The Nordics are ranked highly in the Index of Economic Freedom elaborated every year by the Heritage Foundation. If one looks at the business freedom indicator, which shows the efficiency of governmental regulations of the private sector, Denmark, Finland, and Sweden appear in the top 15, whereas Spain is placed in the 44th position between Thailand and Uruguay. It seems obvious that there is a strong correlation between economic freedom and prosperity: those countries with greater economic, political, and social development occupy the top positions in the rank. In fact, economic freedom (as well as a legal framework that enforces contracts and protects property rights) is the starting point that triggers the virtuous circle of economic growth: economic freedom leads to more investments in human and physical capital, which in turn results in higher productivity and, ultimately, in higher wages and increases in GDP per capita.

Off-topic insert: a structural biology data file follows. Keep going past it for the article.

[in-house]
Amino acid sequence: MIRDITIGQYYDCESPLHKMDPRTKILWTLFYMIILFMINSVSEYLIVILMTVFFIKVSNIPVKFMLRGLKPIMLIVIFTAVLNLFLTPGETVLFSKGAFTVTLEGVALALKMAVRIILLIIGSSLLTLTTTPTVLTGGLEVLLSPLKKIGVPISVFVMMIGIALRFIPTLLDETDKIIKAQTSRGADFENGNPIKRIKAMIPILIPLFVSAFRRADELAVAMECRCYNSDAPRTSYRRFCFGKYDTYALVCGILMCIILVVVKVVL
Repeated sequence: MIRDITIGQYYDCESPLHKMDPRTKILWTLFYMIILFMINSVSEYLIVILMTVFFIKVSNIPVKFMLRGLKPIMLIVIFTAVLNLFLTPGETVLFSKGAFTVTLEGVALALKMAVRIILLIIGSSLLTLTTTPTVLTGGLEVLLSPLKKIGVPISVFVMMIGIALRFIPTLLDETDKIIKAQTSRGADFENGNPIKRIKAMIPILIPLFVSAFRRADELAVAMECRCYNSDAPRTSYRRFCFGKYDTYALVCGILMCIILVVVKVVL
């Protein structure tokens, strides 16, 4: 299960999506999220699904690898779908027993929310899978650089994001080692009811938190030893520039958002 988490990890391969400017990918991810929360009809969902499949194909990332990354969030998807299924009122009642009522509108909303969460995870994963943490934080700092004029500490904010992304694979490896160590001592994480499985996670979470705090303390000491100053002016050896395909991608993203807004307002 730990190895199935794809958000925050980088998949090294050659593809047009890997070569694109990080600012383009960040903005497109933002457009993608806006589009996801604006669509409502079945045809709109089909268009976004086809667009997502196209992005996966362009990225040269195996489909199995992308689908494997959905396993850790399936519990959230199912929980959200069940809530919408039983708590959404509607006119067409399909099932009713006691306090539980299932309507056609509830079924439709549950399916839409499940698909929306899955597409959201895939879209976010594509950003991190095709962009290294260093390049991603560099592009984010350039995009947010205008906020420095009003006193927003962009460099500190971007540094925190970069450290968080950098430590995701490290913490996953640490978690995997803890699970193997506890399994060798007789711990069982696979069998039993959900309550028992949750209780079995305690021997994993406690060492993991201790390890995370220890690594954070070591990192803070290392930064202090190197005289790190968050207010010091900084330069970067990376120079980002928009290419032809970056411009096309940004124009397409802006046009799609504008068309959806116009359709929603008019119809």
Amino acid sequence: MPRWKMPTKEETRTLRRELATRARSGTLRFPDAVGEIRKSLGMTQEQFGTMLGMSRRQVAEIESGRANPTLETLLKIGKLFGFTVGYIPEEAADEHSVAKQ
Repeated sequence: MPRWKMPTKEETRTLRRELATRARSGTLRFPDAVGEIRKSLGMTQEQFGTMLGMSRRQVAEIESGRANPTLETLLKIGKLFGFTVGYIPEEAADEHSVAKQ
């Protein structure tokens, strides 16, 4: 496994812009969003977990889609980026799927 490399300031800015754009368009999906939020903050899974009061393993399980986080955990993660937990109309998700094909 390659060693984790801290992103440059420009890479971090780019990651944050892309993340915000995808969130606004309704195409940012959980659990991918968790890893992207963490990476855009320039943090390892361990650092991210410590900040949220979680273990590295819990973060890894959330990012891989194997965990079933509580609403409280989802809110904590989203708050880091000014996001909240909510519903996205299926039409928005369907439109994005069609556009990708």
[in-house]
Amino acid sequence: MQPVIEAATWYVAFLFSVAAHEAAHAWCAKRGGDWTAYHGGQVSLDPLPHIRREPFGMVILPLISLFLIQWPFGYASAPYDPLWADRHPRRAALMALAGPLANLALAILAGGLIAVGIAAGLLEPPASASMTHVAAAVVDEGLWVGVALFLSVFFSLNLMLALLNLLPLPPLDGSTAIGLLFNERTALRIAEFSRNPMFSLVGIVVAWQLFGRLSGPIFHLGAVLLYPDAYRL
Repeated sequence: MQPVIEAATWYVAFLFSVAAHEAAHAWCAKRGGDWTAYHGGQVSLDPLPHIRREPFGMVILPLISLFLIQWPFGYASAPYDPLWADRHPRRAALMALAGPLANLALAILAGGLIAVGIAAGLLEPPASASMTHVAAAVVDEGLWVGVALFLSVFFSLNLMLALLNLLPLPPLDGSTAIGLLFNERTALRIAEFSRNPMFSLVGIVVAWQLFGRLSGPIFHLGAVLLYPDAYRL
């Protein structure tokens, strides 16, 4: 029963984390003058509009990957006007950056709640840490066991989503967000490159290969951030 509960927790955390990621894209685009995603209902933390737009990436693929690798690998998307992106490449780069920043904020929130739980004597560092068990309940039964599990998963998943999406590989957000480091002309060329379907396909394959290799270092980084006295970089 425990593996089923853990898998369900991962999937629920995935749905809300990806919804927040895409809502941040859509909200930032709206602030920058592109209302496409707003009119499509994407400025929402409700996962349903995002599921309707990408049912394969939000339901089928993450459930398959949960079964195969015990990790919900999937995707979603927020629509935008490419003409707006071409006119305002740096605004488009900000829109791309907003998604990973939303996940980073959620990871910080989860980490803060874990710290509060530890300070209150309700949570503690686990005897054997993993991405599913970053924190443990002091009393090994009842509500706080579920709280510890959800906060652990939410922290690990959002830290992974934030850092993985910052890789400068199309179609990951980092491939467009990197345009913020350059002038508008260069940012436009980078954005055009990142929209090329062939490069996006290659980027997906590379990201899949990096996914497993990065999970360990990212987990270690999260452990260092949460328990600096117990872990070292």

If one looks at the business freedom indicator, Denmark, Finland, and Sweden appear in the top 15, while Spain is 44th, between Thailand and Uruguay.Since the GDP per capita based on PPP of the Nordic countries is, on average, 30% higher than that of Spain, due essentially to their higher degree of economic freedom, the amount of taxes collected to pay for their social spending is, in absolute terms, considerably higher; and would still be higher even if Spain and the Nordics shared the same tax rates, which is not the case.
In terms of flexibility of the labor market, Denmark stands out above both Spain and its Nordic neighbors. To begin with, firing costs in Denmark are very low. For instance, a white collar worker that was unfairly dismissed today would receive a compensation of maximum four months of salary after working for 10 years in the company. On the other hand, if the dismissal was considered to be fair, the employee would receive no compensation. In addition, there is no minimum wage established by law, and social contributions paid by employers on behalf of employees do not exceed 2% of the gross salary.